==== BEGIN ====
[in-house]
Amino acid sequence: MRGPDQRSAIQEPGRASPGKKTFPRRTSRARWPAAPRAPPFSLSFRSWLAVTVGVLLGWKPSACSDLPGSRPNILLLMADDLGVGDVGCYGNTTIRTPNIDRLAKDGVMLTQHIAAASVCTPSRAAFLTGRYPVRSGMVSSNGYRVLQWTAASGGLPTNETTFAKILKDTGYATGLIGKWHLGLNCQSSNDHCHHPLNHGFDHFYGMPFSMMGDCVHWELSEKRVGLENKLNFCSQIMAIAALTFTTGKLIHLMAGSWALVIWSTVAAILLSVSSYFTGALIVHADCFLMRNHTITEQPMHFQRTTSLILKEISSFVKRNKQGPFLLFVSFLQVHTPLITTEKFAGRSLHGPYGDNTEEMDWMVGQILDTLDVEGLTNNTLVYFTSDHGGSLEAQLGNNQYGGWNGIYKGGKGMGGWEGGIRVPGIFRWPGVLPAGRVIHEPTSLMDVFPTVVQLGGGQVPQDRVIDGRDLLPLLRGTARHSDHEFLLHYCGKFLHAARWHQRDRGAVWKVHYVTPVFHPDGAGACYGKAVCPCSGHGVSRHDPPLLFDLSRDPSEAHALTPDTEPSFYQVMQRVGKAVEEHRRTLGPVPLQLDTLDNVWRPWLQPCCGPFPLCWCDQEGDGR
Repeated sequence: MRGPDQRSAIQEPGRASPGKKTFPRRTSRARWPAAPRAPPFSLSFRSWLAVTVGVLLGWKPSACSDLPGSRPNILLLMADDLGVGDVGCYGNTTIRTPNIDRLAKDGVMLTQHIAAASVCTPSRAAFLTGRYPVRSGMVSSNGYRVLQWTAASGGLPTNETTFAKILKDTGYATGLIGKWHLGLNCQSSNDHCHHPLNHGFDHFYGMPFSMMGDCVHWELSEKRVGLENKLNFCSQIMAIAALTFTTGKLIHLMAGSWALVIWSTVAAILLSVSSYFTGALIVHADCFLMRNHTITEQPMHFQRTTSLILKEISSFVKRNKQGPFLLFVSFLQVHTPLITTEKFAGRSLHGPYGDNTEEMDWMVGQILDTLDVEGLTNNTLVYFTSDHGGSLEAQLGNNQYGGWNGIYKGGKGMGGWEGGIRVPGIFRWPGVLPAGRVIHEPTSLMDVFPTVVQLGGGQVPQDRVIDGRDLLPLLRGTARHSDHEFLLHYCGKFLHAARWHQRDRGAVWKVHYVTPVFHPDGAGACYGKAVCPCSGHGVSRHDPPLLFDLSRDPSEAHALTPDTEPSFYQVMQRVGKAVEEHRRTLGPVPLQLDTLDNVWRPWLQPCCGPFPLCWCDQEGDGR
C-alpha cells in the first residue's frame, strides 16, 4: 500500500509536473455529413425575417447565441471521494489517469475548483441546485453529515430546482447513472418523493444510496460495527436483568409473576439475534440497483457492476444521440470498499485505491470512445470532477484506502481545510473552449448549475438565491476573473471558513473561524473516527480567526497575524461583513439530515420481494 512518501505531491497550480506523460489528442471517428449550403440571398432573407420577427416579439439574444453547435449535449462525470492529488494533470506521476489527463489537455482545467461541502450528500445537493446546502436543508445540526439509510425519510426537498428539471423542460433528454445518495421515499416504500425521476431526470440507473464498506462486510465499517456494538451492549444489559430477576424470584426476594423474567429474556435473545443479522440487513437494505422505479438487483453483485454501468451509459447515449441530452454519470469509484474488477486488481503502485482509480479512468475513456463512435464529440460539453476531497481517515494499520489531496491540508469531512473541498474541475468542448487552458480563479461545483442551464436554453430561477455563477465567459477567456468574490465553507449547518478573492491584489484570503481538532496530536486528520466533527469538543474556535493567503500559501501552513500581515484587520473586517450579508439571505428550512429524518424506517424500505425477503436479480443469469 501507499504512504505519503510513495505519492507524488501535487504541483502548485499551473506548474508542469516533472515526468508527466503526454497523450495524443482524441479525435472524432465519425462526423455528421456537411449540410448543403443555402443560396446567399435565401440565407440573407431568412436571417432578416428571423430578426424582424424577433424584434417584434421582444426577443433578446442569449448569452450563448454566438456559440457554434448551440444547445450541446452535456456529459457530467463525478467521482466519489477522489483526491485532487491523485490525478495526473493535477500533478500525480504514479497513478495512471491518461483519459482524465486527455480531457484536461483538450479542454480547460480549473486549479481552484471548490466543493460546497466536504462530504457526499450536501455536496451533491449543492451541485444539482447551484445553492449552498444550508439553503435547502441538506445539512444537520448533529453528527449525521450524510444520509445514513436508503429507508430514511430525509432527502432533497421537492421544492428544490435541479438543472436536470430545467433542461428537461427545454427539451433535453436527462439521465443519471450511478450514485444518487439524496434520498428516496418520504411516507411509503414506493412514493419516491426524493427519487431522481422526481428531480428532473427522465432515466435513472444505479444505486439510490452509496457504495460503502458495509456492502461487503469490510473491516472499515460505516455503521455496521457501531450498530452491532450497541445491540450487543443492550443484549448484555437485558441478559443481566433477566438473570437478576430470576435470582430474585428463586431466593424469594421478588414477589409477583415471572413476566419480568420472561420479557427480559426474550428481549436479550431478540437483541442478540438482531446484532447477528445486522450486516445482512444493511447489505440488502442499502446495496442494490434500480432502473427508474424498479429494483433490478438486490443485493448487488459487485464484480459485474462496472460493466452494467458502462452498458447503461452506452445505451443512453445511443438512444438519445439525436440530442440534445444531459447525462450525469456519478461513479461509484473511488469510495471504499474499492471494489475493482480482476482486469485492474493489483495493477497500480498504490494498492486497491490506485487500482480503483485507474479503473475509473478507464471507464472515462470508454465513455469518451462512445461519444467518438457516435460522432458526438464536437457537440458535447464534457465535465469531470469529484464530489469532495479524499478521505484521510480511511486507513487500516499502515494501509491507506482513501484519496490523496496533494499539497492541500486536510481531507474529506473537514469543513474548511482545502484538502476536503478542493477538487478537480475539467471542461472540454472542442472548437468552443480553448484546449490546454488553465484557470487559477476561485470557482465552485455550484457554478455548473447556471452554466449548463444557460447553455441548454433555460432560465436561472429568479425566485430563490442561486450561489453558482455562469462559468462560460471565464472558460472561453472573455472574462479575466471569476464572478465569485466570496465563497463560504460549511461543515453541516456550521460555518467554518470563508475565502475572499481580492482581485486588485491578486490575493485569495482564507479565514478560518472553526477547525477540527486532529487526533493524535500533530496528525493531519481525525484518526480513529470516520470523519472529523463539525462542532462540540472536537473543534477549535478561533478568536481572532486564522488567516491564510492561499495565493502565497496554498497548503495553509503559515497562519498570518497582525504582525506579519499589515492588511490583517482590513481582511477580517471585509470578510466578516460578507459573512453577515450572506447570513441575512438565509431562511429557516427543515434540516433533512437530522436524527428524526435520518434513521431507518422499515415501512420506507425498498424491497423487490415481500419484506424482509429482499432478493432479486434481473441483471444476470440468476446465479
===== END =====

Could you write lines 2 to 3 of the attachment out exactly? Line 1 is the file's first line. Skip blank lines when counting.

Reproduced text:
Amino acid sequence: MRGPDQRSAIQEPGRASPGKKTFPRRTSRARWPAAPRAPPFSLSFRSWLAVTVGVLLGWKPSACSDLPGSRPNILLLMADDLGVGDVGCYGNTTIRTPNIDRLAKDGVMLTQHIAAASVCTPSRAAFLTGRYPVRSGMVSSNGYRVLQWTAASGGLPTNETTFAKILKDTGYATGLIGKWHLGLNCQSSNDHCHHPLNHGFDHFYGMPFSMMGDCVHWELSEKRVGLENKLNFCSQIMAIAALTFTTGKLIHLMAGSWALVIWSTVAAILLSVSSYFTGALIVHADCFLMRNHTITEQPMHFQRTTSLILKEISSFVKRNKQGPFLLFVSFLQVHTPLITTEKFAGRSLHGPYGDNTEEMDWMVGQILDTLDVEGLTNNTLVYFTSDHGGSLEAQLGNNQYGGWNGIYKGGKGMGGWEGGIRVPGIFRWPGVLPAGRVIHEPTSLMDVFPTVVQLGGGQVPQDRVIDGRDLLPLLRGTARHSDHEFLLHYCGKFLHAARWHQRDRGAVWKVHYVTPVFHPDGAGACYGKAVCPCSGHGVSRHDPPLLFDLSRDPSEAHALTPDTEPSFYQVMQRVGKAVEEHRRTLGPVPLQLDTLDNVWRPWLQPCCGPFPLCWCDQEGDGR
Repeated sequence: MRGPDQRSAIQEPGRASPGKKTFPRRTSRARWPAAPRAPPFSLSFRSWLAVTVGVLLGWKPSACSDLPGSRPNILLLMADDLGVGDVGCYGNTTIRTPNIDRLAKDGVMLTQHIAAASVCTPSRAAFLTGRYPVRSGMVSSNGYRVLQWTAASGGLPTNETTFAKILKDTGYATGLIGKWHLGLNCQSSNDHCHHPLNHGFDHFYGMPFSMMGDCVHWELSEKRVGLENKLNFCSQIMAIAALTFTTGKLIHLMAGSWALVIWSTVAAILLSVSSYFTGALIVHADCFLMRNHTITEQPMHFQRTTSLILKEISSFVKRNKQGPFLLFVSFLQVHTPLITTEKFAGRSLHGPYGDNTEEMDWMVGQILDTLDVEGLTNNTLVYFTSDHGGSLEAQLGNNQYGGWNGIYKGGKGMGGWEGGIRVPGIFRWPGVLPAGRVIHEPTSLMDVFPTVVQLGGGQVPQDRVIDGRDLLPLLRGTARHSDHEFLLHYCGKFLHAARWHQRDRGAVWKVHYVTPVFHPDGAGACYGKAVCPCSGHGVSRHDPPLLFDLSRDPSEAHALTPDTEPSFYQVMQRVGKAVEEHRRTLGPVPLQLDTLDNVWRPWLQPCCGPFPLCWCDQEGDGR